The Democratic Party has had it with Sen. Al Franken. On the day a seventh woman accused the Minnesota Democrat of unwanted sexual advances, a stunning 23 Democratic senators (and counting) publicly called on him to resign. In doing so, Democrats are making a play to become the party that believes women, even if it means losing one of the most popular members of the Senate, one repeatedly tipped as a potential VP or even presidential candidate.
President Donald Trump did not have a good Friday. His week ended with a guilty plea from his former national security adviser Michael Flynn, who lied to the FBI about his contact with a Russian ambassador. Flynn also told investigators that someone from the Trump transition team directed him to get in touch with the Russians. And that's just one of the scandals the president faced this week.
Rep. Blake Farenthold, a Republican from Texas, used taxpayer money to pay off his former communications director who had accused him of sexual harassment, according to a report from . Lauren Greene sued Farenthold in December 2014, alleging the lawmaker told her he'd had "sexual fantasies" and "wet dreams" about her. She also claimed he was a heavy drinker and talked about his estrangement from his wife, who he said he hadn't had a sexual relationship with in years.
Muck Rack makes it simple to find people, tweets, or articles that mention any name, keyword, company, hashtag etc. We've compiled this guide to help you make the most of your search.
Selecting a term
Start searching tweets, articles from media outlets, articles mentioned in tweets, journalists'
names, titles and bios with some suggested searches:
Companies or Topics (e.g. iPhone, Microsoft)
Phrases (e.g. "cloud computing") — use quotes to keep the terms together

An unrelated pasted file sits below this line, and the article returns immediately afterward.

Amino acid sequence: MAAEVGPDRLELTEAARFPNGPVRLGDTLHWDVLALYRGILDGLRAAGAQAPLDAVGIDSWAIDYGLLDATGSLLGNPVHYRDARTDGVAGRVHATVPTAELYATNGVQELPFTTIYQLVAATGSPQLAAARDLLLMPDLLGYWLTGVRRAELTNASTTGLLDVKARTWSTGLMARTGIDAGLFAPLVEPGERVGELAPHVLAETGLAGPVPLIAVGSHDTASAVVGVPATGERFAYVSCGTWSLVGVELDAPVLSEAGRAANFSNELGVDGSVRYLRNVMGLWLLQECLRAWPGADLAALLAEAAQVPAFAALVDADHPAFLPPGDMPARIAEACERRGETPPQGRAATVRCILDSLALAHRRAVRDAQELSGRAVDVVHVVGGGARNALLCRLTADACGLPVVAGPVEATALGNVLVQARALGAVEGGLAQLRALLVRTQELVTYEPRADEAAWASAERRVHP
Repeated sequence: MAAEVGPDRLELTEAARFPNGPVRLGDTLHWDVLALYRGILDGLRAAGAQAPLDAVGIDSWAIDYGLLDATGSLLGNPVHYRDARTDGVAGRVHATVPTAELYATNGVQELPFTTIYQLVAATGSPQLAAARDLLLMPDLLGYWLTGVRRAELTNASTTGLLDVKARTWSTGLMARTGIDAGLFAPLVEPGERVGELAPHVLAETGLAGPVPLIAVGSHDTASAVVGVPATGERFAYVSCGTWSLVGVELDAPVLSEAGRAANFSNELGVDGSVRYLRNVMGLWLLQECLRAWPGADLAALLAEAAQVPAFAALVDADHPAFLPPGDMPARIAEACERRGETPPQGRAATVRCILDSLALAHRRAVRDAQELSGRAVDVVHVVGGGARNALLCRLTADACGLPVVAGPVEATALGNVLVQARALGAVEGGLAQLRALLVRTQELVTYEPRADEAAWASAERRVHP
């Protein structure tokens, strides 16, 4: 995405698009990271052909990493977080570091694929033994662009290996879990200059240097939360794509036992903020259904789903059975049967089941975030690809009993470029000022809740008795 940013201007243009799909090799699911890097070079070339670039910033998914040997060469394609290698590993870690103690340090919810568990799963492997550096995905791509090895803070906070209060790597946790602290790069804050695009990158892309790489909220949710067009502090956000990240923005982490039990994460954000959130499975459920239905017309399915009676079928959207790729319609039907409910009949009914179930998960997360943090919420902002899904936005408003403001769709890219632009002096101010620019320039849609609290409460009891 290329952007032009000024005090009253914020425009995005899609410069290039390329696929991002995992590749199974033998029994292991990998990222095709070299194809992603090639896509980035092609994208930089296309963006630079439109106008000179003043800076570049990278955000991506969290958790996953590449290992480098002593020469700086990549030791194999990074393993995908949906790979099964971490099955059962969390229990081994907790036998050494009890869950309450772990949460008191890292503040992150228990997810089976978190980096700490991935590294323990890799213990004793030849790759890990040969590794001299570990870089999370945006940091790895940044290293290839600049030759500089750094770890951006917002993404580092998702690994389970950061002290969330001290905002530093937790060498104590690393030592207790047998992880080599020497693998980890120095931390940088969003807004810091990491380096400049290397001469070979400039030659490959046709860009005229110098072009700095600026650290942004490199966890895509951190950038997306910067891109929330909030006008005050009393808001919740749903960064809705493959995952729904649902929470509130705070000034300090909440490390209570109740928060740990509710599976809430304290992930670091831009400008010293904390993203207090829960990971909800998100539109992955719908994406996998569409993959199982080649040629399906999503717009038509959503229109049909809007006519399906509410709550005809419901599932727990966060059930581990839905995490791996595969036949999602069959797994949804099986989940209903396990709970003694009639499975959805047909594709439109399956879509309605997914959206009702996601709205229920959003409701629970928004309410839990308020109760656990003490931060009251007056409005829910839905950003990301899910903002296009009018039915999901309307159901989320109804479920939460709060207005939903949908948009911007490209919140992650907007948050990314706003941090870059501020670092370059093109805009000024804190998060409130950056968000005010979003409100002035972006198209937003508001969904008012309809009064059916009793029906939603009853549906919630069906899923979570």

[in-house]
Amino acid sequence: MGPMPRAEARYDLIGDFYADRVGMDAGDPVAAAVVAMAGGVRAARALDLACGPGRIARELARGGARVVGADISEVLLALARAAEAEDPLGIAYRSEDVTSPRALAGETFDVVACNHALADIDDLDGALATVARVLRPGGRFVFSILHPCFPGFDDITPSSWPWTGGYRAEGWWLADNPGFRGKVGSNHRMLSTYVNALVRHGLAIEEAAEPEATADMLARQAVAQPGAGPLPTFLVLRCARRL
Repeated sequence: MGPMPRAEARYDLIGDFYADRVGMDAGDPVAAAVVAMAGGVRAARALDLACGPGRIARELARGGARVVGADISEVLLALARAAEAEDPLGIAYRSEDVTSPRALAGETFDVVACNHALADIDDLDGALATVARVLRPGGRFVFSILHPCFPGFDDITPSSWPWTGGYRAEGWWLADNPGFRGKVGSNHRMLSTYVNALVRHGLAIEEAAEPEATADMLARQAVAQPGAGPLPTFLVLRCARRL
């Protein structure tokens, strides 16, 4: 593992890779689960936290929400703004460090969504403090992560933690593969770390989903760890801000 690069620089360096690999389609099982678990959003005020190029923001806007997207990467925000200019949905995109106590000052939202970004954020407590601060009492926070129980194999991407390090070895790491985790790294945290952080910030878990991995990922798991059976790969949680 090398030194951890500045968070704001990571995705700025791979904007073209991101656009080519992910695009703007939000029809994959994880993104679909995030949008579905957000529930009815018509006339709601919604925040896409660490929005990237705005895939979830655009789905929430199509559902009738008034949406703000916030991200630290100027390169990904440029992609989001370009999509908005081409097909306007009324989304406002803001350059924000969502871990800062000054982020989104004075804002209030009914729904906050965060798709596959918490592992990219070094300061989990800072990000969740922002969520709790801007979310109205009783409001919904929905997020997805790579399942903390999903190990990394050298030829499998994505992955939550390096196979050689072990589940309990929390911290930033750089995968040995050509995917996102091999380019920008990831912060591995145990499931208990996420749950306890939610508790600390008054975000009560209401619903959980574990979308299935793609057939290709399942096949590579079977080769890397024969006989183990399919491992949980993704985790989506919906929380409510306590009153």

Twitter handles (e.g. @username) — returns those who have mentioned or replied to
Names (e.g. "David Pogue")
Hashtags (e.g. #sxsw, #london2012)
Bio details (e.g. vegan, Olympics, father)
Muck Rack's Advanced Search allows for many boolean operators.
Find results that mention multiple specified terms, use AND or
+. For example, ensure each result contains both Elon Musk and Mark Zuckerberg by
searching Musk AND Zuckerberg or Musk + Zuckerberg.
Use the operators OR or , to broaden your search when you'd like either of
multiple terms to appear in results. (This is the default behavior of our search when no operators
are used). For example, results will contain either cake or cookie by searching cake OR cookie or cake,cookie
Use NOT or - to subtract results from your search. For
example, searching Disney will yield results about the Walt Disney Company as well as Walt Disney
World Resort. To exclude mentions of Disney World, search for Disney -World or Disney
When using one of these operators with a phrase, enclose it in quotation marks. For example, you can
find results about smartphones excluding Apple's iPhone 4S by searching smartphone -"iPhone
Exact case matching or punctuation
If you're searching for a brand name or keyword that relies on specific punctuation marks or capitalization, you can
find results that match your exact query by adding matchcase: before the keyword you're searching for, like matchcase:E*TRADE .
Use parentheses to separate multiple
boolean phrases. For example, to find journalists talking about having fun in Disney World or
Disneyland, search for ("disney world" OR disneyland) AND fun.
An asterisk can be used to search for any variation of a root word truncated by the asterisk. For example, searching for admin* will return results for administrator, administration, administer, administered, etc.
A near operator is an AND operator where you can control the distance between the words. You can vary the distance the near operation uses by adding a forward slash and number (between 0-99) such as strawberries NEAR/10 "whipped cream", which means the strawberries must exist within 10 words of "whipped cream".